An amalgamation of the various versions of the Mahabharat, consolidated by one Mr. Pattanaik. This version encourages one to achieve inner peace in their life, but portrays how people actually end up doing the completely opposite in their life.

Jaya - Devdutt Pattanaik (2010)

Whata isa thisa? A.K.A. the shwa syncope

Most stories that I knew were either narrated or were in देवनागरी. So it didn’t bother me as much when people wrote words like ‘Mahabharata’ but pronounced them as ‘Mahabharat’. But given that this book is in English, there was an annoying dissonance between what I was reading and what I was used to pronouncing in my head.

It seemed to me that the trailing ‘a’ in ‘Mahabhahrata’ was an extraneous addition as a result of some early translations. A quick google search reveals this insightful Quora answer which in turn points to a Wikipedia page on shwa deletion in Indo-Aryan languages. Having skimmed through the idea of selectively removing the trailing shwa, the discrepancy starts making much more sense. Though I am now tempted to annoy other people by pronouncing everything like one would in Sanskrit.

Measuring shit

My grandmother always mentioned that god keeps track of whatever you do and had two columns in his book of accounts; one for good deeds — Punya and the other for bad ones — Paapa. And once you died he would balance out the two and see which one had a deficit. Once you had suffered or enjoyed and balanced out the two, you’d be reborn again.

I’d always asked how to quantify the two; what is the measuring unit? But no answer was coming forth.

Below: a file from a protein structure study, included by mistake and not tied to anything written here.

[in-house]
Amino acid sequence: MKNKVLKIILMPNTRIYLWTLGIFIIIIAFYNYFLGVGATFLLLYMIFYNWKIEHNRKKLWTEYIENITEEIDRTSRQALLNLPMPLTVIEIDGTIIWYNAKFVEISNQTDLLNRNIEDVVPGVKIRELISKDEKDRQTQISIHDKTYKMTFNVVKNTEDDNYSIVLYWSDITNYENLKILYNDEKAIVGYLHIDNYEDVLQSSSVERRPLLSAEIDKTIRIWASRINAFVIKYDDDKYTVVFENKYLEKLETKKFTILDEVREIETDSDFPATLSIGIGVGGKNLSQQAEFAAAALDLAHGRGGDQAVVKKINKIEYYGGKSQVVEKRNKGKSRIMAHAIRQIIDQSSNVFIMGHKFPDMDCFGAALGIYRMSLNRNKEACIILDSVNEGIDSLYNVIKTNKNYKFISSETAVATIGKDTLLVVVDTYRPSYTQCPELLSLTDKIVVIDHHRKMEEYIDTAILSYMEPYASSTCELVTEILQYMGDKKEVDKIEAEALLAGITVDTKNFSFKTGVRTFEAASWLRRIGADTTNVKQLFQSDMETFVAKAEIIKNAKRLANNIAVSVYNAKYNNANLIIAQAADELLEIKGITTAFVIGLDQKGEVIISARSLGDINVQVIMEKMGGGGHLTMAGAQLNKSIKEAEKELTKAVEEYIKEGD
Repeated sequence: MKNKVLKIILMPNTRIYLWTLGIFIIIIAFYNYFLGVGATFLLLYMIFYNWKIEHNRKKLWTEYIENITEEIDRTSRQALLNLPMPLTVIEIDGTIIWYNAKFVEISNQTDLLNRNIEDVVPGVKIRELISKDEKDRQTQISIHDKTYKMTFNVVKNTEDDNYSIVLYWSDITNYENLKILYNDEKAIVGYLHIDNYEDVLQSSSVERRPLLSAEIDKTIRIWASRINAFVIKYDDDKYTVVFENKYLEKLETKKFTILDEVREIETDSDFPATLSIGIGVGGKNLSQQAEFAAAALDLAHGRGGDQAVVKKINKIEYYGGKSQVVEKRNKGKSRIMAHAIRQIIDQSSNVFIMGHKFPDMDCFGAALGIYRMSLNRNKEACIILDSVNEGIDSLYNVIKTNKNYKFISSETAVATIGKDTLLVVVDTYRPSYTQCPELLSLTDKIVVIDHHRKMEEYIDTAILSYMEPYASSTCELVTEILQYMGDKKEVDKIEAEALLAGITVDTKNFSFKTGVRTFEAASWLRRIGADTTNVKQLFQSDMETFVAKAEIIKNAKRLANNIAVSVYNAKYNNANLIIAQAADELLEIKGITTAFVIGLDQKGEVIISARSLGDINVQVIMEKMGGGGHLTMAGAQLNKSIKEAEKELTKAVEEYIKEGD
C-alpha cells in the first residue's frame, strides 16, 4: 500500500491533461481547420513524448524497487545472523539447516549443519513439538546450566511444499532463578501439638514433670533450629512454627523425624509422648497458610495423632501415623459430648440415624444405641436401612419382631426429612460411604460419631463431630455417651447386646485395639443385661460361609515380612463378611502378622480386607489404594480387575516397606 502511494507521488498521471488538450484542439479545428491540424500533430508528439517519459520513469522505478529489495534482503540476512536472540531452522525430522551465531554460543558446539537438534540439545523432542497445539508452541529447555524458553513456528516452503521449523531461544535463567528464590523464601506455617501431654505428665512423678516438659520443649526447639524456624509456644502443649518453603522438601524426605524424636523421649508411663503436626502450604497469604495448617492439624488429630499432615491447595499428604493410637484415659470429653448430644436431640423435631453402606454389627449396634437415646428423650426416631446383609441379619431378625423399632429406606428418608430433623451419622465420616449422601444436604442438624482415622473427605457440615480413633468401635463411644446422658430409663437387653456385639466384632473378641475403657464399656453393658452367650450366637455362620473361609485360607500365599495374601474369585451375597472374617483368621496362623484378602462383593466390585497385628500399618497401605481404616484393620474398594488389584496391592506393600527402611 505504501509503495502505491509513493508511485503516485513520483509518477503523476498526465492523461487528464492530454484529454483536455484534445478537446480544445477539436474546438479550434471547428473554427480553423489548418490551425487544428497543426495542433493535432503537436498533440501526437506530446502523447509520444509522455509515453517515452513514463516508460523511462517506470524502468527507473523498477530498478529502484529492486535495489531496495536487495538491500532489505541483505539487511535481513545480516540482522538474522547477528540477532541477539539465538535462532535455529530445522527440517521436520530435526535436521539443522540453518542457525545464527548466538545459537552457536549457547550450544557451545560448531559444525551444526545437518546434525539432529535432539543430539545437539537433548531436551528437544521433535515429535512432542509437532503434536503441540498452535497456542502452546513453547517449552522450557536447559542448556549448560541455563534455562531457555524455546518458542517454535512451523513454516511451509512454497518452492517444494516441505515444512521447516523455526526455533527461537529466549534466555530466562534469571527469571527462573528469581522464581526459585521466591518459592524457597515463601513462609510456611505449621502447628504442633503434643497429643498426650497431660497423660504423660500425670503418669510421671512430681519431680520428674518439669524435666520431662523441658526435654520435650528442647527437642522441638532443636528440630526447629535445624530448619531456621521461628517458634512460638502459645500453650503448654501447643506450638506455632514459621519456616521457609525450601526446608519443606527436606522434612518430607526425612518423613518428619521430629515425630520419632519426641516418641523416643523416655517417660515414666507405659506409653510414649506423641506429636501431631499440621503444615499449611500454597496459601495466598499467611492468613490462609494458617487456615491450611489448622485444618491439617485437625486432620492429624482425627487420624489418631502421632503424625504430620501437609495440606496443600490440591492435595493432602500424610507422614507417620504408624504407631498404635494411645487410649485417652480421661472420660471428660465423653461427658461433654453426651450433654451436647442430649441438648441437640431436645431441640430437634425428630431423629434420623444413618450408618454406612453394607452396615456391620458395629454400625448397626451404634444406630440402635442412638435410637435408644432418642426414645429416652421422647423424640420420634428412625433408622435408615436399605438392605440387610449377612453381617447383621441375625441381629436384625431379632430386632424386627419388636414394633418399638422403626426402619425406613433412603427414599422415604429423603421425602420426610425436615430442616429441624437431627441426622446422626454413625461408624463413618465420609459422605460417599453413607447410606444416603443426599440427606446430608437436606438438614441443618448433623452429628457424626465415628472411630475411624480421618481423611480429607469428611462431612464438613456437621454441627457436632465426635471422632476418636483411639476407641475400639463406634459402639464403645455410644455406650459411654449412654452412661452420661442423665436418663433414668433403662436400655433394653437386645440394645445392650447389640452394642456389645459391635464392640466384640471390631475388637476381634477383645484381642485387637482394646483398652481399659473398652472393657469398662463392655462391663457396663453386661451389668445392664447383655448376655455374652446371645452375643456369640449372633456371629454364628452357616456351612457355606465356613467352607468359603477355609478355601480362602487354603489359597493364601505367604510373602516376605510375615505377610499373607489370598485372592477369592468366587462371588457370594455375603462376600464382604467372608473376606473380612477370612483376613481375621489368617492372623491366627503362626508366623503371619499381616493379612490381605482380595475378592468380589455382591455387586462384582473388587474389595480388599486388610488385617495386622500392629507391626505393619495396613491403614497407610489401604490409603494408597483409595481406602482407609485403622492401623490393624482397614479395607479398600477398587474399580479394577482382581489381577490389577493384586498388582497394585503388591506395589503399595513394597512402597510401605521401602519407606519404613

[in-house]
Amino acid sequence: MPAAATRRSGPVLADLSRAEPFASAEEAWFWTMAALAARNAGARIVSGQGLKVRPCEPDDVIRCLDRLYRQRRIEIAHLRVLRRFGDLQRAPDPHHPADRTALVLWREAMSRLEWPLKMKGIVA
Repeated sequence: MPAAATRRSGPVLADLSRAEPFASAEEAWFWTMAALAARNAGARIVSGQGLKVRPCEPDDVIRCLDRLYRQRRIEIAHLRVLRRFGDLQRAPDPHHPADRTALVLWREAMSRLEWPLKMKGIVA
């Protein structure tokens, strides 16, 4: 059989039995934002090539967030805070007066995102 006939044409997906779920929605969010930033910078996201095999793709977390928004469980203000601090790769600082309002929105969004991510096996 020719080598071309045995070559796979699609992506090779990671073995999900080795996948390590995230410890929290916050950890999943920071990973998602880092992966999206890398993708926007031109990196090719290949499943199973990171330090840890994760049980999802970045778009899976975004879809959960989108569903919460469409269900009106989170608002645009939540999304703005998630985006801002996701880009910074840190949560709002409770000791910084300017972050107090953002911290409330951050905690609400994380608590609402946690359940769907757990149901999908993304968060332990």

Can one come up with a model that keeps track of these up to a reasonable approximation. The causality presented is as follows:

Adharma ∝ Paapa ∝ Suffering


An interesting idea presented in the book is that of Vaikuntha, Vishnu’s abode. It is a place where one is free from all desires as opposed to Swarga, where all desires are indulged. In the end Yudhishtira is the one who triumphs over his inner beast and ascends to Vaikuntha, while his brothers and wife suffer in hell.

But that’s the whole irony of Vaikuntha, the moment you renounce everything and achieve complete inner peace, Vaikuntha itself should stop mattering. Technically, Vaikuntha doesn’t even need to exist because the people who are worthy of going there by definition don’t care where they are.

I want to go to Vaikuntha.

— one who is definitely not going to Vaikuntha

For the rest of the world which doesn’t get this logic, there is the proverbial ‘carrot on a stick’ of Swarga where you can spend your accumulated Punya as currency.

Note how Yudhishtira is the only one who isn’t cursed at all in the story. While he does gamble away his wealth and his family, all this is still within the realm of Dharma. This conveniently keeps his Paapa at an all time low, making him ideally suited to enter Vaikuntha.

In this way the Mahabharata feels like just another way of getting people to do generally good things and not be bad people.